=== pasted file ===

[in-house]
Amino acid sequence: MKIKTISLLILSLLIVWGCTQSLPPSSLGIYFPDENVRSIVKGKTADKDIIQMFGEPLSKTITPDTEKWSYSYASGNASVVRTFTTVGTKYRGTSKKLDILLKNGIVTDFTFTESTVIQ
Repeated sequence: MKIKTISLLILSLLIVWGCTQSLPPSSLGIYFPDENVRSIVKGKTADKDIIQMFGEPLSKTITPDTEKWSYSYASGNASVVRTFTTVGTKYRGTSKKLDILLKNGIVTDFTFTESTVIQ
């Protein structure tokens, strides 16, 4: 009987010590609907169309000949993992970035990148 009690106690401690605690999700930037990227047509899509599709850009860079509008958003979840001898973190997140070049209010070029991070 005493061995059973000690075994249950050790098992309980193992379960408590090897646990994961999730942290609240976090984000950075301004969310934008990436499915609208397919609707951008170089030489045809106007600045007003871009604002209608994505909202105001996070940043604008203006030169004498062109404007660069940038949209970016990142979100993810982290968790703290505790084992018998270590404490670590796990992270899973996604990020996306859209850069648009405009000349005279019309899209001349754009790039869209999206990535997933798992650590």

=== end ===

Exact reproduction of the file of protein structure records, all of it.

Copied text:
[in-house]
Amino acid sequence: MKIKTISLLILSLLIVWGCTQSLPPSSLGIYFPDENVRSIVKGKTADKDIIQMFGEPLSKTITPDTEKWSYSYASGNASVVRTFTTVGTKYRGTSKKLDILLKNGIVTDFTFTESTVIQ
Repeated sequence: MKIKTISLLILSLLIVWGCTQSLPPSSLGIYFPDENVRSIVKGKTADKDIIQMFGEPLSKTITPDTEKWSYSYASGNASVVRTFTTVGTKYRGTSKKLDILLKNGIVTDFTFTESTVIQ
């Protein structure tokens, strides 16, 4: 009987010590609907169309000949993992970035990148 009690106690401690605690999700930037990227047509899509599709850009860079509008958003979840001898973190997140070049209010070029991070 005493061995059973000690075994249950050790098992309980193992379960408590090897646990994961999730942290609240976090984000950075301004969310934008990436499915609208397919609707951008170089030489045809106007600045007003871009604002209608994505909202105001996070940043604008203006030169004498062109404007660069940038949209970016990142979100993810982290968790703290505790084992018998270590404490670590796990992270899973996604990020996306859209850069648009405009000349005279019309899209001349754009790039869209999206990535997933798992650590």